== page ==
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Promoting Pollution Prevention in Small Businesses: Costs and Benefits of the “Enviroclub” Initiative




The Enviroclub initiative was developed by three federal government agencies—Canada Economic Development for Quebec Regions, Environment Canada and the National Research Council Canada—and launched in 2001 to assist small and medium-sized enterprises (SMEs) in improving their profitability and competitiveness through enhanced environmental performance. An Enviroclub consists of a group of 10-15 SMEs involved in training sessions on environmental management and carrying out at least one profitable in-plant pollution prevention project. The objective of this article is to provide a cost benefit analysis (CBA) of this original initiative in order to inform policy makers as to the social desirability of such programs. One of the main social benefits of this initiative is to reduce emissions of various pollutants, so that one of our largest challenges is to place a value on these environmental improvements. To do so, we use the “environmental value transfer” method to obtain values from previous relevant studies. We conduct our CBA at three different levels: we consider the costs and benefits first for the whole of society, then from the participating firms’ point of view and, finally, from the governments’ perspective. We conclude that, whichever perspective we choose, The Enviroclub initiative has been highly profitable.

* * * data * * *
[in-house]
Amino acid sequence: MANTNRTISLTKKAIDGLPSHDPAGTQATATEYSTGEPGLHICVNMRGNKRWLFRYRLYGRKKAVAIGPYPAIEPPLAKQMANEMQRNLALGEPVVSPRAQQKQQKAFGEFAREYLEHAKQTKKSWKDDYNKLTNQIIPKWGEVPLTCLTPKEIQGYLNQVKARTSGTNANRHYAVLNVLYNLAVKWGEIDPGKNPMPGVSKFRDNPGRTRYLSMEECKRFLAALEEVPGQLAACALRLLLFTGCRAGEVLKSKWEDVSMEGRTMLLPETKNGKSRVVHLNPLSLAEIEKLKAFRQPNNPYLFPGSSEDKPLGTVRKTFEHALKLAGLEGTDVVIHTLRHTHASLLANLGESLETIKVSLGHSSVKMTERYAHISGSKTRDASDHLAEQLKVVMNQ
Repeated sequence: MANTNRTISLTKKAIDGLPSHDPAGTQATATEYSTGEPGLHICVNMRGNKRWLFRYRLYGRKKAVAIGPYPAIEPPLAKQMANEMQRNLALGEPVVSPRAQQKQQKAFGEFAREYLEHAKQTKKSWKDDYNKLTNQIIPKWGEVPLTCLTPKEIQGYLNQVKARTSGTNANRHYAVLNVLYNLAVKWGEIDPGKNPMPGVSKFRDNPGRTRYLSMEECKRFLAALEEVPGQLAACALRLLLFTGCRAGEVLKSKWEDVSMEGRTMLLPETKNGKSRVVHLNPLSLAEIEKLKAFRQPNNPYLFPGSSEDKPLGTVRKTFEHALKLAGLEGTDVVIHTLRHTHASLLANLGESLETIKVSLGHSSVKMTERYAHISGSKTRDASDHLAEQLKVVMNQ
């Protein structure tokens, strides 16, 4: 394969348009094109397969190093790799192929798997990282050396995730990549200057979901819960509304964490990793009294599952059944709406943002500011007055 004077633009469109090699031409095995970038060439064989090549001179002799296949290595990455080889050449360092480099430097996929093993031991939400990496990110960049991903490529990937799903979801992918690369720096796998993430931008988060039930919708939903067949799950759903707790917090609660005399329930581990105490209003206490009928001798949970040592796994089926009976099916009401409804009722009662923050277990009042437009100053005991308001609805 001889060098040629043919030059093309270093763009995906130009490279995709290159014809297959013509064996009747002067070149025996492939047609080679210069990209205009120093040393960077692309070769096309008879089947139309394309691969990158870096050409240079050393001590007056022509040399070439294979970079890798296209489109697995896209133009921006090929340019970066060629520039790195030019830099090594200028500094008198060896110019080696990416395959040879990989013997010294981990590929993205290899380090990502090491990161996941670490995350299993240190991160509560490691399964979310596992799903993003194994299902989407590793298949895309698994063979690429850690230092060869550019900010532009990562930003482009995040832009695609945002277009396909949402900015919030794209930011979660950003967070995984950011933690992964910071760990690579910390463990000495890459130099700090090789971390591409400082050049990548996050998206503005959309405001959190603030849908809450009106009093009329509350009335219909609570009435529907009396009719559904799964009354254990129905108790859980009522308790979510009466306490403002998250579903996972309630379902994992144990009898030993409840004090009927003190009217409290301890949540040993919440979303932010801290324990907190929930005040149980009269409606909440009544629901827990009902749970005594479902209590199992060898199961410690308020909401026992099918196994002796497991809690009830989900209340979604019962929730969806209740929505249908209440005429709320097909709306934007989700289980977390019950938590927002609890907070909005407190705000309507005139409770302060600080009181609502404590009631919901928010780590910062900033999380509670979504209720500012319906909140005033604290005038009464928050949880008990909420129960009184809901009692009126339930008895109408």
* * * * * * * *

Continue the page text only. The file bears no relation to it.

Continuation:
Suggested Citation

  • Paul Lanoie & Alexandra Rochon-Fabien, 2011. "Promoting Pollution Prevention in Small Businesses: Costs and Benefits of the “Enviroclub” Initiative," Cahiers de recherche 11-02, HEC Montréal, Institut d'économie appliquée.
  • Handle: RePEc:iea:carech:1102

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    References listed on IDEAS

    1. Muller, Nicholas Z. & Mendelsohn, Robert, 2007. "Measuring the damages of air pollution in the United States," Journal of Environmental Economics and Management, Elsevier, vol. 54(1), pages 1-14, July.
    2. Georges Dionne & Paul Lanoie, 2004. "Public Choice about the Value of a Statistical Life for Cost-Benefit Analyses: The Case of Road Safety," Journal of Transport Economics and Policy, University of Bath, vol. 38(2), pages 247-274, May.
    3. repec:reg:rpubli:140 is not listed on IDEAS
    4. Spash, Clive L. & Vatn, Arild, 2006. "Transferring environmental value estimates: Issues and alternatives," Ecological Economics, Elsevier, vol. 60(2), pages 379-388, December.
    5. Dachraoui, Kais & Harchaoui, Tarek, 2004. "Water Use, Shadow Prices and the Canadian Business Sector Productivity Performance," Economic Analysis (EA) Research Paper Series 2004026e, Statistics Canada, Analytical Studies Branch.
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    Cited by:

    1. Paramonova, Svetlana & Thollander, Patrik, 2016. "Energy-efficiency networks for SMEs: Learning from the Swedish experience," Renewable and Sustainable Energy Reviews, Elsevier, vol. 65(C), pages 295-307.
    2. Stefan Ambec & Mark A. Cohen & Stewart Elgie & Paul Lanoie, 2013. "The Porter Hypothesis at 20: Can Environmental Regulation Enhance Innovation and Competitiveness?," Review of Environmental Economics and Policy, Association of Environmental and Resource Economists, vol. 7(1), pages 2-22, January.

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    cost-benefit analysis; SMEs; environment training; environmental performance;

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